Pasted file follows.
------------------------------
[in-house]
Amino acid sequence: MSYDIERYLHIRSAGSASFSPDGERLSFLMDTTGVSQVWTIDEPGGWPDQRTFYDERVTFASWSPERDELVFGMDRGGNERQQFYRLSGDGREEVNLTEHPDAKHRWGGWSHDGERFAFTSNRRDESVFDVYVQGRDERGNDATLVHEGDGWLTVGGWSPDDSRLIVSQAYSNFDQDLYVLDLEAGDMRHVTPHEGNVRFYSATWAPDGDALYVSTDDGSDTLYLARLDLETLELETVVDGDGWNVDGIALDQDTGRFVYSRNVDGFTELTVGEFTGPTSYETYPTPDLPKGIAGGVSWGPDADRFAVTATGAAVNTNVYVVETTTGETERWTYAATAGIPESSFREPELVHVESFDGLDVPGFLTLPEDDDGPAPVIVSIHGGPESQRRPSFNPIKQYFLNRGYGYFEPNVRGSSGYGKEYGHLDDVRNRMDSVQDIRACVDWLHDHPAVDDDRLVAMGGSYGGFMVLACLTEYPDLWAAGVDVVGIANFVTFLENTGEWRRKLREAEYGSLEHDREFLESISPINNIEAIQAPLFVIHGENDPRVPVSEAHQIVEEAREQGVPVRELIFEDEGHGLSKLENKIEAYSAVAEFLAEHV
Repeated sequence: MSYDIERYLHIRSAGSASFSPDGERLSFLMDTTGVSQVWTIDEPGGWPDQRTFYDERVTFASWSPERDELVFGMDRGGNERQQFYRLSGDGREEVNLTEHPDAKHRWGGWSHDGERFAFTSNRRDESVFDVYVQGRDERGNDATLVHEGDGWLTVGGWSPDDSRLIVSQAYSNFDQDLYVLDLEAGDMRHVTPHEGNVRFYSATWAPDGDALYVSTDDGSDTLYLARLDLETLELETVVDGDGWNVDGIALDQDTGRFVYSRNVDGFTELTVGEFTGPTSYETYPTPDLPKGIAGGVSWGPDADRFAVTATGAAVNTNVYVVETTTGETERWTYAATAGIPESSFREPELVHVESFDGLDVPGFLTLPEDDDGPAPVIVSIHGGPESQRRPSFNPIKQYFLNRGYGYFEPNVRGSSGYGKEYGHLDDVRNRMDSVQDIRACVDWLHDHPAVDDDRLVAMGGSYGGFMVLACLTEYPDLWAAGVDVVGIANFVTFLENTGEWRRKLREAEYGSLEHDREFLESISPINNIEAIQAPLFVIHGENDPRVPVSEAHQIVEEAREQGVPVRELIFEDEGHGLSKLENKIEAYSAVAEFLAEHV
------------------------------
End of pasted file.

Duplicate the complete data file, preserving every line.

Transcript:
[in-house]
Amino acid sequence: MSYDIERYLHIRSAGSASFSPDGERLSFLMDTTGVSQVWTIDEPGGWPDQRTFYDERVTFASWSPERDELVFGMDRGGNERQQFYRLSGDGREEVNLTEHPDAKHRWGGWSHDGERFAFTSNRRDESVFDVYVQGRDERGNDATLVHEGDGWLTVGGWSPDDSRLIVSQAYSNFDQDLYVLDLEAGDMRHVTPHEGNVRFYSATWAPDGDALYVSTDDGSDTLYLARLDLETLELETVVDGDGWNVDGIALDQDTGRFVYSRNVDGFTELTVGEFTGPTSYETYPTPDLPKGIAGGVSWGPDADRFAVTATGAAVNTNVYVVETTTGETERWTYAATAGIPESSFREPELVHVESFDGLDVPGFLTLPEDDDGPAPVIVSIHGGPESQRRPSFNPIKQYFLNRGYGYFEPNVRGSSGYGKEYGHLDDVRNRMDSVQDIRACVDWLHDHPAVDDDRLVAMGGSYGGFMVLACLTEYPDLWAAGVDVVGIANFVTFLENTGEWRRKLREAEYGSLEHDREFLESISPINNIEAIQAPLFVIHGENDPRVPVSEAHQIVEEAREQGVPVRELIFEDEGHGLSKLENKIEAYSAVAEFLAEHV
Repeated sequence: MSYDIERYLHIRSAGSASFSPDGERLSFLMDTTGVSQVWTIDEPGGWPDQRTFYDERVTFASWSPERDELVFGMDRGGNERQQFYRLSGDGREEVNLTEHPDAKHRWGGWSHDGERFAFTSNRRDESVFDVYVQGRDERGNDATLVHEGDGWLTVGGWSPDDSRLIVSQAYSNFDQDLYVLDLEAGDMRHVTPHEGNVRFYSATWAPDGDALYVSTDDGSDTLYLARLDLETLELETVVDGDGWNVDGIALDQDTGRFVYSRNVDGFTELTVGEFTGPTSYETYPTPDLPKGIAGGVSWGPDADRFAVTATGAAVNTNVYVVETTTGETERWTYAATAGIPESSFREPELVHVESFDGLDVPGFLTLPEDDDGPAPVIVSIHGGPESQRRPSFNPIKQYFLNRGYGYFEPNVRGSSGYGKEYGHLDDVRNRMDSVQDIRACVDWLHDHPAVDDDRLVAMGGSYGGFMVLACLTEYPDLWAAGVDVVGIANFVTFLENTGEWRRKLREAEYGSLEHDREFLESISPINNIEAIQAPLFVIHGENDPRVPVSEAHQIVEEAREQGVPVRELIFEDEGHGLSKLENKIEAYSAVAEFLAEHV